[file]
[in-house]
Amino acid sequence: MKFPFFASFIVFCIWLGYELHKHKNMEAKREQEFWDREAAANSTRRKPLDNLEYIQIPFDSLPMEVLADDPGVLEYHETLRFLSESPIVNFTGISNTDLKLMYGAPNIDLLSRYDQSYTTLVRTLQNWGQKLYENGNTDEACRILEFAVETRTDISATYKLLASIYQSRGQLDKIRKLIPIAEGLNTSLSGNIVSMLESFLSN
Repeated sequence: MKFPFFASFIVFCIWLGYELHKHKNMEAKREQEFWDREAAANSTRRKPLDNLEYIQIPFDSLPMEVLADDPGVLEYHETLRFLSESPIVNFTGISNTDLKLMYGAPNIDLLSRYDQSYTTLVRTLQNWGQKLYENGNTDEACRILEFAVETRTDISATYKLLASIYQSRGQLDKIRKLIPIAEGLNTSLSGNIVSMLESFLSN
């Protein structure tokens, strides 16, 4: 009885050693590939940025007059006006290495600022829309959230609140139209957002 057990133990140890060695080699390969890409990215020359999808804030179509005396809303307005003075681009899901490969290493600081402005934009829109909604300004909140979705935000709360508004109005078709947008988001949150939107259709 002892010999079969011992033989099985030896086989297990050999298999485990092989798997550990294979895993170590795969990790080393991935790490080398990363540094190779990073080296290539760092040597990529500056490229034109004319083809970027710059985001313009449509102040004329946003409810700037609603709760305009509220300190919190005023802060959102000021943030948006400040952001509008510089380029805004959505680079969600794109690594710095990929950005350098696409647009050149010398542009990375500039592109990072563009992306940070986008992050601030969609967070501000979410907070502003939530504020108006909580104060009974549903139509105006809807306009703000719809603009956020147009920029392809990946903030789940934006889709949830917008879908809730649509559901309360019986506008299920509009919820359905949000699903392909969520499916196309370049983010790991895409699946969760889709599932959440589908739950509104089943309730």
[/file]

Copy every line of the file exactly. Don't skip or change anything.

[in-house]
Amino acid sequence: MKFPFFASFIVFCIWLGYELHKHKNMEAKREQEFWDREAAANSTRRKPLDNLEYIQIPFDSLPMEVLADDPGVLEYHETLRFLSESPIVNFTGISNTDLKLMYGAPNIDLLSRYDQSYTTLVRTLQNWGQKLYENGNTDEACRILEFAVETRTDISATYKLLASIYQSRGQLDKIRKLIPIAEGLNTSLSGNIVSMLESFLSN
Repeated sequence: MKFPFFASFIVFCIWLGYELHKHKNMEAKREQEFWDREAAANSTRRKPLDNLEYIQIPFDSLPMEVLADDPGVLEYHETLRFLSESPIVNFTGISNTDLKLMYGAPNIDLLSRYDQSYTTLVRTLQNWGQKLYENGNTDEACRILEFAVETRTDISATYKLLASIYQSRGQLDKIRKLIPIAEGLNTSLSGNIVSMLESFLSN
């Protein structure tokens, strides 16, 4: 009885050693590939940025007059006006290495600022829309959230609140139209957002 057990133990140890060695080699390969890409990215020359999808804030179509005396809303307005003075681009899901490969290493600081402005934009829109909604300004909140979705935000709360508004109005078709947008988001949150939107259709 002892010999079969011992033989099985030896086989297990050999298999485990092989798997550990294979895993170590795969990790080393991935790490080398990363540094190779990073080296290539760092040597990529500056490229034109004319083809970027710059985001313009449509102040004329946003409810700037609603709760305009509220300190919190005023802060959102000021943030948006400040952001509008510089380029805004959505680079969600794109690594710095990929950005350098696409647009050149010398542009990375500039592109990072563009992306940070986008992050601030969609967070501000979410907070502003939530504020108006909580104060009974549903139509105006809807306009703000719809603009956020147009920029392809990946903030789940934006889709949830917008879908809730649509559901309360019986506008299920509009919820359905949000699903392909969520499916196309370049983010790991895409699946969760889709599932959440589908739950509104089943309730």